The seizures were successfully treated with 2×5 mg rectal diazepam. Because of suspected shock with tachycardia, unmeasurable blood pressure and reduced capillary refill, volume expansion (20 ml/kg NaCl 0.9%) was given three times. Furthermore, the girl was treated with intravenous broad spectrum antibiotics and antiviral medication (acyclovir).
During admission she developed fever (39.6C). After a few hours she had a second convulsion with loss of consciousness and repetitive movements of the right hand, which could not be controlled with intravenous midazolam. At that moment an unexpectedly high blood pressure of 156/119 mm Hg (95th Percentile 110/72 mm Hg) was measured, which made it critical to transfer the patient to the intensive care unit of our tertiary hospital for treatment of malignant hypertension.
On admission, we saw a somnolent girl with cyanotic episodes, temperature 38.3C, blood pressure 140/118 mm Hg and normal capillary refill. Laboratory investigation revealed CRP 37 mg/l, leucocytes 13.4×109/l, urea 5.7 mmol/l, creatinine 34 µmol/l, low potassium (2.2 mmol/l) and metabolic alkalosis (pH 7.49, pCO2 5.3 kPa, bicarbonate 30 mmol/l); analysis of the cerebrospinal fluid was normal. An electro encephalogram (EEG) showed signs of continuous seizure activity. MRI of the brain demonstrated bilateral increased intensity in the area of the cerebral medial and posterior arteries and diffuse abnormalities in the brain stem and basal nuclei (). This led to the working diagnosis of PRES (see Discussion).
MRI of the brain showing area's with increased intensity in the occipital region, suggestive of posterior reversible encephalopathy syndrome.
Treatment with valproic acid followed by fenytoin terminated seizure activity. In addition, for treatment of hypertension intravenous labetalol was started. Suppletion of potassium was initiated.
After 24 h intravenous labetalol could be substituted by oral labetalol in combination with amlodipine.
Antibiotics and antiviral medication could be discontinued after 3 days because of sterile cultures and negative PCR of blood and cerebrospinal fluid.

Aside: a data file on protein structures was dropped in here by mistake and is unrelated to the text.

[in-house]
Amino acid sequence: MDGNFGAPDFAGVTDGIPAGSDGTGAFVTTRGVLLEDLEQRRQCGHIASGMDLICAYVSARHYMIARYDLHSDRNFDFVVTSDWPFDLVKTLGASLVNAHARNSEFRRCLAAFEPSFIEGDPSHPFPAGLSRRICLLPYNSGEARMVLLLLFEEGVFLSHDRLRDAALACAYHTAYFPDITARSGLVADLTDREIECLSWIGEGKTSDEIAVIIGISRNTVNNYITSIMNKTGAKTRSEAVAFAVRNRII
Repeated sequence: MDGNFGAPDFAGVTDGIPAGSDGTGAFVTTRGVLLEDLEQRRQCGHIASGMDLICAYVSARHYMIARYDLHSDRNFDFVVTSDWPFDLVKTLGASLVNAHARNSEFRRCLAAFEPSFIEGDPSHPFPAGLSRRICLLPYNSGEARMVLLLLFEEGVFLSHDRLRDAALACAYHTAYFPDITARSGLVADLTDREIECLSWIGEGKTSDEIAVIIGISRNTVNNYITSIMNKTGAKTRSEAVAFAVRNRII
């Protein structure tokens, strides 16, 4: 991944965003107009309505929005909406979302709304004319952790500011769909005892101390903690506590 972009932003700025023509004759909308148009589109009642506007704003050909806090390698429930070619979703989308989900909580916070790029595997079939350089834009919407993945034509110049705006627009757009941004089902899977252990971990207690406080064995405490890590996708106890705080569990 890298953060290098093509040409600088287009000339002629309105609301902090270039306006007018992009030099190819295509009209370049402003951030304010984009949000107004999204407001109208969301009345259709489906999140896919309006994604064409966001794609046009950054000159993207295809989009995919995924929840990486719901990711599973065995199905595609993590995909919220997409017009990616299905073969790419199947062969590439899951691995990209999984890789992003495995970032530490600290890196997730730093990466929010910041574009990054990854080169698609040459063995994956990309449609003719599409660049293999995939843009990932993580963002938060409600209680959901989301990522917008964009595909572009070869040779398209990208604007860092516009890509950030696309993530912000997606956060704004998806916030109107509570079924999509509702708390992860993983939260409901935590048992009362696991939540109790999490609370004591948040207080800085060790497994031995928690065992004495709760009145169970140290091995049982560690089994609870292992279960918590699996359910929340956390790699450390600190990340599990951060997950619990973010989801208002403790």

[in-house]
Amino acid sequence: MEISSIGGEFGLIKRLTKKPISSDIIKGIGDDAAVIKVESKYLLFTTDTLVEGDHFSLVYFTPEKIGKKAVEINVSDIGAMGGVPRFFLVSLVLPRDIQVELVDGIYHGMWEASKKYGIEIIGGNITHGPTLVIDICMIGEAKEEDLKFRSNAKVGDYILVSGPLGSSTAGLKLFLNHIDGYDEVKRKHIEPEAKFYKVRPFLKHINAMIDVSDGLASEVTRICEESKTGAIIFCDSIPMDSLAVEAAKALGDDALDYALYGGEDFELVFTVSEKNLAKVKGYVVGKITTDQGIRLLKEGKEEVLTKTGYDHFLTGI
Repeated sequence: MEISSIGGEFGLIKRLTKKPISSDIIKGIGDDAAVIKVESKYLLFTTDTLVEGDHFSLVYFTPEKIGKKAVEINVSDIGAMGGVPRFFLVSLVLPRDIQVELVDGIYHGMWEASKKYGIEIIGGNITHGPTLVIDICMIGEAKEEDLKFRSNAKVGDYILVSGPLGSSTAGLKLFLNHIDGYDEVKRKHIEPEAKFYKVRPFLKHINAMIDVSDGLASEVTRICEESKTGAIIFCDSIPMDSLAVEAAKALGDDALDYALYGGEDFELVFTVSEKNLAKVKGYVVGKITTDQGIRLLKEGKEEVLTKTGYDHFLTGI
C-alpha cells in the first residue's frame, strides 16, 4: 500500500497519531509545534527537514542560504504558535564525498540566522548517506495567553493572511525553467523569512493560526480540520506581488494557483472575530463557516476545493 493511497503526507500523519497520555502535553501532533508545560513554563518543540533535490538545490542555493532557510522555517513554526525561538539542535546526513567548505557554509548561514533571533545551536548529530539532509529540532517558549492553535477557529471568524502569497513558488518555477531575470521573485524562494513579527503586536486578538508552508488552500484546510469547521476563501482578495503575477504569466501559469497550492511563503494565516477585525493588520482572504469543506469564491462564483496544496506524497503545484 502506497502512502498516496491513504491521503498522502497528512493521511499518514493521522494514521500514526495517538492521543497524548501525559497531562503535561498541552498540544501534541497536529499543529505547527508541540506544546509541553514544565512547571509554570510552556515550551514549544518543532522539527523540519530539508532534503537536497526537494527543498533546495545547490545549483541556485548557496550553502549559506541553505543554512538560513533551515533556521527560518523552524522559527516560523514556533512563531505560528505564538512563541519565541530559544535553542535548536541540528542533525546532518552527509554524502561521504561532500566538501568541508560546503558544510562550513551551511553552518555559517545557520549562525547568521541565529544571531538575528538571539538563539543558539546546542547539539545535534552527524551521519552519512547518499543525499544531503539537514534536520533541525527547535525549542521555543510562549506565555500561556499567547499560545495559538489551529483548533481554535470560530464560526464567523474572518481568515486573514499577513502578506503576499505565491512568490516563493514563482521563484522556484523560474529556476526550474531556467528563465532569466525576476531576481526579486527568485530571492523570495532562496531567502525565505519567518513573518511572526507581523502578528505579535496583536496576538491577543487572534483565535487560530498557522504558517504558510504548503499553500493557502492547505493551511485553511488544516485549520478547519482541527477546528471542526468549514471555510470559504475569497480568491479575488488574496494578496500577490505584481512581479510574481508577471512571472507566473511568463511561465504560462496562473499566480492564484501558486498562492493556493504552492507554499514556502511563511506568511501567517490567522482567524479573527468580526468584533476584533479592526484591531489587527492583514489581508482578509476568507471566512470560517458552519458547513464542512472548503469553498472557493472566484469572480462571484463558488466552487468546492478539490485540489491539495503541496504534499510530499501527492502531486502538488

The girl had never complained of headache, vision problems or nose bleedings. She did not eat licorice and never had urinary tract infections or periods of unexplained fever. Echocardiography showed a structurally normal heart with slightly elevated left ventricle wall mass (LVED 36 mm = 95th percentile), indicative of pre-existent hypertension. Funduscopy demonstrated small retinal haemorrhages consistent with malignant hypertension but no signs of chronic hypertensive retinopathy. Renal function and urinary microscopy were normal, but there was significant albuminuria (234 mg/mmol creatinine, normal <20 mg/mmol), indicative of some renal impairment. Furthermore, plasma renin activity (PRA) was extremely high (68 µg/l/h, normal range 0–2.5 μg/l/h).
The combination of elevated PRA with hypokalemia and metabolic alkalosis raised the suspicion of a renal artery stenosis, parenchymal scars after pyelonephritis or a renin-producing tumour, which is extremely rare in children.
Ultrasound of the urinary tract showed a small right kidney (5 cm, - 2SD) and a normal left kidney (7,3 cm, +1 SD). Dimercaptosuccinic acid scintigraphy demonstrated partial loss of function of the right kidney (right-left kidney function 18–82%) without renal scarring. A right renal artery stenosis was suspected but could not be confirmed by angiography. In contrast, angiography demonstrated areas with diffuse hypoplasia of peripheral arteries of both kidneys, which were most pronounced in the upper pole of the right kidney. These findings are very specific for renal segmental hypoplasia, also called Ask-Upmark kidney ( and ).
Angiography of arterial vascularisation of the right kidney showing diffuse narrowing of the small arteries and loss of cortical visualization mainly in the upper pole, consistent with renal segmental hypoplasia (Ask-Upmark kidney).
Figure 3 Angiography of arterial vascularisation of the left kidney showing a non-significant origostenosis of the left renal artery and diffuse narrowing of the small arteries and loss of cortical visualization in both upper and lower pole, consistent with renal (more ...)